Luxembourg

First dematerialised bond under Luxembourg law issued through LuxCSD

LuxCSD has issued and settled the first dematerialised security following implementation of the new law in Luxembourg in April 2013.

 
The Climate Awareness Bond with a notional amount of EUR650m and a six-year tenor issued by the European Investment Bank (EIB) was launched into the primary markets on 11 July 2013.
 
On settlement date, 18 July 2013, LuxCSD handled the dematerialised issuance and delivery-versus-payment (DVP) settlement in Euro central bank money during the night giving the issuer access to his funds at the central bank in the early morning. Joint bookrunners for the transaction were Bank of America Merrill Lynch, Crédit Agricole CIB, DZ BANK and UniCredit.
 
Aldo M Romani, deputy head of funding – EUR at the EIB, says: “In addition to providing socially responsible investors with a new product of higher liquidity, this issue has successfully tested innovative issuance and settlement features with the ultimate goal to provide more value to investors as European market infrastructure improves: better operational efficiency, lower risk, shorter settlement cycle and lower transaction costs upon the establishment of TARGET2-Securities, the common technical platform that the Eurosystem is building for the seamless provision of borderless securities settlement services in Europe.”
 
Patrick Georg, general manager of LuxCSD, says: “Supporting the first dematerialised bond issuance of the EIB is a further reference for LuxCSD in fulfilling its mandate to bring Luxembourg in line with international best practice to further strengthen the financial place as issuance and distribution hub in Euro central bank money. I am particularly pleased that such a prestigious issuer of the European financial market is the first to issue a dematerialised bond through LuxCSD.”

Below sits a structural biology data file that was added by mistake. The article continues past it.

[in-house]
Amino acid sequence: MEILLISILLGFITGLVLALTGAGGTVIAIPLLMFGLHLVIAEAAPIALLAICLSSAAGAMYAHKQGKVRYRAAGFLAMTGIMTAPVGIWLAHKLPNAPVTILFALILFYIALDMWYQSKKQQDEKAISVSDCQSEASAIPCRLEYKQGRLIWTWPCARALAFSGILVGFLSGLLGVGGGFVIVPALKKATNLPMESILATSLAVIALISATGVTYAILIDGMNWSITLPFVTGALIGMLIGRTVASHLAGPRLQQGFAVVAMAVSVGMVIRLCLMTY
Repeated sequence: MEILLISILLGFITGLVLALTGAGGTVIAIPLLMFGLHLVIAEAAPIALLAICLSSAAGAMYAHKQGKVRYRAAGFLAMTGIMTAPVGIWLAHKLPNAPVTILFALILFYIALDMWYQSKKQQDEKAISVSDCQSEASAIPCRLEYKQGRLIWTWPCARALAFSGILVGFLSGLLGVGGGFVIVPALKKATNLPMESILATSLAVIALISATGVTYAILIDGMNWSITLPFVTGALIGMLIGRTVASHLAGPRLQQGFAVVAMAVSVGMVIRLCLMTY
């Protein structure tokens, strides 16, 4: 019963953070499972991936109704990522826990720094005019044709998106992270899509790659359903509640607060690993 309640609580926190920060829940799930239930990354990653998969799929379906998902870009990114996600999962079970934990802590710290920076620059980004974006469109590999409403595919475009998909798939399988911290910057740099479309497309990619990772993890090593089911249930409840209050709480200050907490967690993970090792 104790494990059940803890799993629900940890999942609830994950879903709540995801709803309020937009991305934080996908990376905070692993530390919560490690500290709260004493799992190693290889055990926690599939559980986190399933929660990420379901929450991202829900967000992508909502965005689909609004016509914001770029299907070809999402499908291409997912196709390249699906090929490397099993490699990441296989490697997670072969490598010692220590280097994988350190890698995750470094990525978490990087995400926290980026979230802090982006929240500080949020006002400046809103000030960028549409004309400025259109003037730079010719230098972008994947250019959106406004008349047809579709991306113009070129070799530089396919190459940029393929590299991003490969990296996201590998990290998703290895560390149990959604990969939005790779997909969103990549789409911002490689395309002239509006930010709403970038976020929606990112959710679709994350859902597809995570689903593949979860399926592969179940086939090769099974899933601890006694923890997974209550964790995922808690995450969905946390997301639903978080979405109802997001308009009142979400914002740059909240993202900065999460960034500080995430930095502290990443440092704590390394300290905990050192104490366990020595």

Thanks to direct access to central bank money which the EIB has in place, the issuance could be performed as “true” DVP between the EIB and the lead manager. The EIB only issued the bond when the lead manager paid for the bond resulting in an immediate credit of central bank money to the EIB’s account. With this structure, there is no risk that securities circulate in the market without the issuer receiving the payment of the borrowed amount. The risks involved in separating the delivery of securities from the payment to be made by the lead manager are completely eliminated in the LuxCSD process.
 
In 2013, Luxembourg adopted the law governing the dematerialisation of physical securities as well as the issuance of dematerialised securities, permitting electronic records to replace the currently predominant global certificate. Issuers benefit from the ability to receive information on the holders of their issued securities and from more favourable treatment of electronic securities under foreign laws, e.g. for tax purposes. 

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